Over on the main stage Headsticks bring an infectious live energy and presence to the stage. The spacious yet intricate guitar work drives the sound, but is always anchored by a perfectly tight bass and drum rhythm team. Lead singer Andrew adds a soaring harmonica and his impas

sioned quavering vocals and lyrics incite the crowd to join in on the What Do You Want’s chorus: “Revolution. When do we want it? Now.” On tour at the moment, you would be foolish to miss them.

The Wakes are one of the best live bands around and they keep up the tempo with a superb set that has the crowd moving as one. Chris James make his harmonica sing, as totally lost in the moment he conducts himself with a free hand, while working his lungs in earnest.

Eamonn and Chris are the Sly and Robbie of Celtic folk-punk leaving Paul to lead the show with his lilting Scottish voice and Strummeresque guitar chords. Stand out renditions of These Hands, Never Again, The Pirates of the League and Power in a Union are highlights of a great set.

Barnsley’s The Black Lamps return to live action packed out the main hall. Tentative and ethereal post-punk rock, their sound is precise, awash with nostalgic, familiar sounds that might appear sad until you realise they are not.

Planets stands out with its glacial aura and Liam’s “hole in my head” vocals seem disconnected in time and space. Mesmerising with a great attention to detail the crowd loved them.

The Hurriers never fail to deliver and this is a blistering home town set. Everything is perfect — tight rhythm, guitars balanced and complementing each other, Wright singing his heart out. The emotion is electric on The Last Shift, a brilliant new song about the closure of Kellingley colliery.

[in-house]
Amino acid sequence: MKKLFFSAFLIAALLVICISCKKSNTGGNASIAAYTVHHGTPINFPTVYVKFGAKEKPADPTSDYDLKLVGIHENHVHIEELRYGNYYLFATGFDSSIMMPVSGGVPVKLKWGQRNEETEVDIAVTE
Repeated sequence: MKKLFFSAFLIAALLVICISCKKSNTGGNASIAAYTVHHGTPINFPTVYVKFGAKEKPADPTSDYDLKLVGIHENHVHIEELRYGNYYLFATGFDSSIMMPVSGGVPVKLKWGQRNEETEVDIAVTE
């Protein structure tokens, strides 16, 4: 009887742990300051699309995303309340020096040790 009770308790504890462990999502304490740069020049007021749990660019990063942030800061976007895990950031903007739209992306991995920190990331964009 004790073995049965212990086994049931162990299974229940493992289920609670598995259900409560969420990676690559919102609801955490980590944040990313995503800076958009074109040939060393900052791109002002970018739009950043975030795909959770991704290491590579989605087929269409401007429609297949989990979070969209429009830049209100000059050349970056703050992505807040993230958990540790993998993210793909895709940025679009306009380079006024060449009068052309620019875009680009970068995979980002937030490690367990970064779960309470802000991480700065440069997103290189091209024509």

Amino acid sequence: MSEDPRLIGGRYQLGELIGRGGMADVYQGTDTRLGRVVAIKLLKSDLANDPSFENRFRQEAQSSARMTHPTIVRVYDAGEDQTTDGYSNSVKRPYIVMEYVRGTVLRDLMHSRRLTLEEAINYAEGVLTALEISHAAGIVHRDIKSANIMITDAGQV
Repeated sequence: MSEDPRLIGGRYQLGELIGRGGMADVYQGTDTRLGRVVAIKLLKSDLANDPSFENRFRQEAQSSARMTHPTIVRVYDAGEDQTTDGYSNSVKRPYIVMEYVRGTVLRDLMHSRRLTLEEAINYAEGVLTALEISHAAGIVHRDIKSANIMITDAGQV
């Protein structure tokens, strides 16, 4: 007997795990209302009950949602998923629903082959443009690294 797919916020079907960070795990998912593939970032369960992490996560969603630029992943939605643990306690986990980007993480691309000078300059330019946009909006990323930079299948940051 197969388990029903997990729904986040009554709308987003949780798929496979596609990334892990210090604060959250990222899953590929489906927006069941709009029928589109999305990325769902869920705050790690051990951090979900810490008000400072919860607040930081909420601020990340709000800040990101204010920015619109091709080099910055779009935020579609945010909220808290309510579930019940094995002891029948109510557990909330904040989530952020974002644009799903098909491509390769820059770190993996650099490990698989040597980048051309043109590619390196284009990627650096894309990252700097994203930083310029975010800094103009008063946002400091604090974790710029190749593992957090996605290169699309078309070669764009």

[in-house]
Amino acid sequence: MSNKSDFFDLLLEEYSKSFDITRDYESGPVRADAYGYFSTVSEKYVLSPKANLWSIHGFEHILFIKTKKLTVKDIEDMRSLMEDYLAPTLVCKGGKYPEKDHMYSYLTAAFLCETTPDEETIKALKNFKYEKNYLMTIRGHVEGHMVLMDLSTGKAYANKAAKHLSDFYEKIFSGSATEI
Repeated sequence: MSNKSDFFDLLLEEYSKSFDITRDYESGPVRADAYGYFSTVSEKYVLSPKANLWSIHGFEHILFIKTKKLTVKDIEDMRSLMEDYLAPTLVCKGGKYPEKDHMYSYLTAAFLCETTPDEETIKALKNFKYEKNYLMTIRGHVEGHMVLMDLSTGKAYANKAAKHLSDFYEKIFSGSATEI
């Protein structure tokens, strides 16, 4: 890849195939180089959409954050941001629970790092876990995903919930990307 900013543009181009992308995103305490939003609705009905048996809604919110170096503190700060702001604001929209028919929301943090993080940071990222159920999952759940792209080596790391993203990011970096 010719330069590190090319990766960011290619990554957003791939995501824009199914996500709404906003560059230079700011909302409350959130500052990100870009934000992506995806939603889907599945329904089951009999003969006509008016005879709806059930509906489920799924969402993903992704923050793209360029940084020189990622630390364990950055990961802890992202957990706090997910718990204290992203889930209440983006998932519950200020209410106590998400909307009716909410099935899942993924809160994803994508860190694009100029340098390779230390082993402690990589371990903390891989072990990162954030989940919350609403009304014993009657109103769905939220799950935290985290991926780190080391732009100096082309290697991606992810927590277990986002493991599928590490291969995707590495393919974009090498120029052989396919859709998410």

Truth and Justice is an all-time classic that will never lose its fire. Every fist is raised, the stage is invaded and everyone chants out at the end: “The miners united, will never be defeated.”

Up north again in the space of a month, the brilliant “hard-working” Steve White and the Protest Family are loving the “Tarn” welcome. Engaging and thoroughly entertaining, their skill as musicians is sometimes lost in the fun they create. Getting the audience to dance and sing along is effortless and they are cheered them off at the end with their rousing version of Which Side Are You On?

The legendary Attila the Stockbroker brought the live festivities to an end with a classic selection of poems and songs from over 35 years as our nation’s greatest punk poet entertainer. Even after such a fantastic day of entertainment Attila produced a spectacular show and old favourites Prince Harry’s Knob and Farageland had the whole room joining in. They also saw Attila debut a poem telling the story of how Tony from the Hurriers had mistakenly taken home Attila’s rucksack containing proceeds from three gigs in Scotland and his precious laptop.

Politics, fun and quality entertainment of the highest order, among great people and all for a good cause.

No better way to celebrate May Day and understand the real meaning of solidarity and comradeship than in Barnsley — and like this. Plans are already underway for next year’s show.